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Advantage Evergrande after win in ACL Quarter-Final home leg

Guangzhou Evergrande 2-0 Lekhwiya

AFC Champions League Quarter Final First Leg

Conca 72′ (pen.), Elkeson 76′

Evergrande will revisit Arabia next month with a two goal advantage in this tie after a tense, tight, and often compact game was settled in a five-minute burst late in the second half.

The Qatari side had kept the game at stalemate for well over an hour thanks to a combination of heavy pressure on the home side’s South American contingent and the profligacy of their opponent’s frontline. In the end though, a Conca penalty and a wonderful Elkeson strike left them with an enormous task to face in the upcoming second leg of this Asian Champions League quarter-final.

Elkeson’s ACL debut after replacing the departed (and unlamented) Barrios had been much-anticipated by the near-capacity crowd, but otherwise Guangzhou’s line-up was as standard for this competition. Commendably, Lekhwiya started with just three of the competition’s allocated four ‘foreign’ slots on the field filled, surely indicating Qatari soccer’s determination to develop local footballing talent ahead of their well-deserved hosting of the 2022 World Cup.

The game got underway with a flurry of attacks from the home side, mostly up the right, the hosts perhaps intimidated by Congolese attacker Kangambu’s presence on the other side of the away defense. Unfortunately Zhang Linpeng and Gao Lin’s attempts at ball-control in the face of aggressive defending were often lacking, and none of the forays amounted to much. With their constant harassment of Evergrande’s attacking players, the Qataris managed to ride the initial storm and thereafter mostly kept a lid on the Guangzhou offense until the break.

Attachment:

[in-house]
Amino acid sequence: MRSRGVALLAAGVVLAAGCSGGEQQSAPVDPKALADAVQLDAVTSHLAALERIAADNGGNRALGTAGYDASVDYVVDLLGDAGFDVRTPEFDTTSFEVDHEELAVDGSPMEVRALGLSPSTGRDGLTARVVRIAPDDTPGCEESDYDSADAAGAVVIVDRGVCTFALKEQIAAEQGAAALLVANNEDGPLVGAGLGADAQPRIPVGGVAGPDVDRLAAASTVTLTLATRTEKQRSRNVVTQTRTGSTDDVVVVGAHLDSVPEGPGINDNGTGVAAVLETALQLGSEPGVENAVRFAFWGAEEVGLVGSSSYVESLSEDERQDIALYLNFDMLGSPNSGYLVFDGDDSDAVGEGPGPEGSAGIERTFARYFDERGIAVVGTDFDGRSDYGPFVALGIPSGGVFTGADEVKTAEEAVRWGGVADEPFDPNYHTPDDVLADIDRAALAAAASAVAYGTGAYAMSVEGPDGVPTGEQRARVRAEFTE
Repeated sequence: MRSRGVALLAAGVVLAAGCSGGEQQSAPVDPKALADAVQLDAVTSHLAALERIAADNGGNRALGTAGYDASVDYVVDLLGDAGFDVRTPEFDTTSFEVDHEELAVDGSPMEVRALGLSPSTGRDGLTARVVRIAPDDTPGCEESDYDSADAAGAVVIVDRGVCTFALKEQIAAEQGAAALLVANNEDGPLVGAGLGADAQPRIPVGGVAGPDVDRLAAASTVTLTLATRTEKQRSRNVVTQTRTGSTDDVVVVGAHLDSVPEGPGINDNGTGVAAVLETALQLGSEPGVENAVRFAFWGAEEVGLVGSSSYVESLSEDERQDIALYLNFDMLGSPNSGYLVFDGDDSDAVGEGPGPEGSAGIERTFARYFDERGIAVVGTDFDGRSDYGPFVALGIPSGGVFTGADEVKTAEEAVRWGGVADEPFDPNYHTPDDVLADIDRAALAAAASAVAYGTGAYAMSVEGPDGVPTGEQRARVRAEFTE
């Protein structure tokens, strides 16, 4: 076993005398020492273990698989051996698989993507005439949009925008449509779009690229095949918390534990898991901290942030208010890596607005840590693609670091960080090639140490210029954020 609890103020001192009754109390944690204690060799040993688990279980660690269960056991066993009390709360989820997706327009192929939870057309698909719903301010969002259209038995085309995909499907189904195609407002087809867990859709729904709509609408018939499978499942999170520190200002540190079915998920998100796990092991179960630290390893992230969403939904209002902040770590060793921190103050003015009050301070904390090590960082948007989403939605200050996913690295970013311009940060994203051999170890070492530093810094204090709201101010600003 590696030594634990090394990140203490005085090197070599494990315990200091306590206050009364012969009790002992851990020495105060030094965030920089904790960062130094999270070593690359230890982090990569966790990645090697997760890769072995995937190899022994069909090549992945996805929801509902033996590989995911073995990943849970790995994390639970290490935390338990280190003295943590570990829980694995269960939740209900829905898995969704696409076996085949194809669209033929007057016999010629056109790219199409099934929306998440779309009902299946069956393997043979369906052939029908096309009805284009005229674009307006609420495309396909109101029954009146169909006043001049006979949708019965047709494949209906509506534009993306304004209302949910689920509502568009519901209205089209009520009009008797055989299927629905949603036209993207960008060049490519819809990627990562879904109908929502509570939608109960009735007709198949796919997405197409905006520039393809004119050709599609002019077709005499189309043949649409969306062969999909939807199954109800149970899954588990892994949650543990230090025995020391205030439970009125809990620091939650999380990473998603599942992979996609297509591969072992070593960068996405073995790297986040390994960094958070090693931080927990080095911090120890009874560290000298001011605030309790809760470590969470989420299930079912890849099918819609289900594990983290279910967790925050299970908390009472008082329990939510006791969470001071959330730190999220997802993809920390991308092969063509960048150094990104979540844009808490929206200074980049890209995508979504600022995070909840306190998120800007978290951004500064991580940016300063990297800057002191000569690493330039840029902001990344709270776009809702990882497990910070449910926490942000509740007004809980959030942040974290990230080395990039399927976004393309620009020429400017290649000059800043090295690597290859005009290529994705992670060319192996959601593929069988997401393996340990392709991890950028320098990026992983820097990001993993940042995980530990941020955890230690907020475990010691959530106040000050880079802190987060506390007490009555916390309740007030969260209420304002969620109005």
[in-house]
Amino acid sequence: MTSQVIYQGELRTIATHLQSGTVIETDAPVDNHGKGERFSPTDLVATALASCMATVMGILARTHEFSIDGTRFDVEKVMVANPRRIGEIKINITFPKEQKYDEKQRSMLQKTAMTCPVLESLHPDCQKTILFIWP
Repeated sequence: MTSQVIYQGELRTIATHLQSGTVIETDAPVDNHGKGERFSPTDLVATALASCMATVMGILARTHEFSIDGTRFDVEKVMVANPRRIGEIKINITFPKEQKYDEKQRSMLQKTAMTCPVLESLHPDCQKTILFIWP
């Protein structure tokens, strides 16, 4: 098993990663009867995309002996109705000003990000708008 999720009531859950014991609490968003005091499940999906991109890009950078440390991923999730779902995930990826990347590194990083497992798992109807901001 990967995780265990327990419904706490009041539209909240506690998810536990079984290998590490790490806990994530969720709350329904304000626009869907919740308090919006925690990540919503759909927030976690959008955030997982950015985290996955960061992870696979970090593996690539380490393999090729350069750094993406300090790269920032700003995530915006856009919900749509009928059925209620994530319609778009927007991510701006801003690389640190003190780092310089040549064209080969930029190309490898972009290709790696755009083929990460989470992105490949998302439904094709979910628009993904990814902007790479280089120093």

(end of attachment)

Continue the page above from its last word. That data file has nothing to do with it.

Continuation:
Lekhwiya did get put somewhat on the back foot when their French centre-back Traoré was booked for dissent a quarter of an hour in, over what looked like a discussion with the ref about the authenticity of Elkeson’s reaction to a tackle. However even when the Chinese team used their dominance in possession to create decent chances they invariably sent them off target, with Muriqui’s 25th minute ballooning-over from only about ten yards out, central and clear, being a particularly unfortunate example.

Between the Cantonese side’s usual solid defence and their own gameplan, the visitors were entirely restricted to hopeful shots from outside the box throughout, mostly from South Korean international Tae Hee-Nam or Qatari striker Soria, and mostly easily enough dealt with.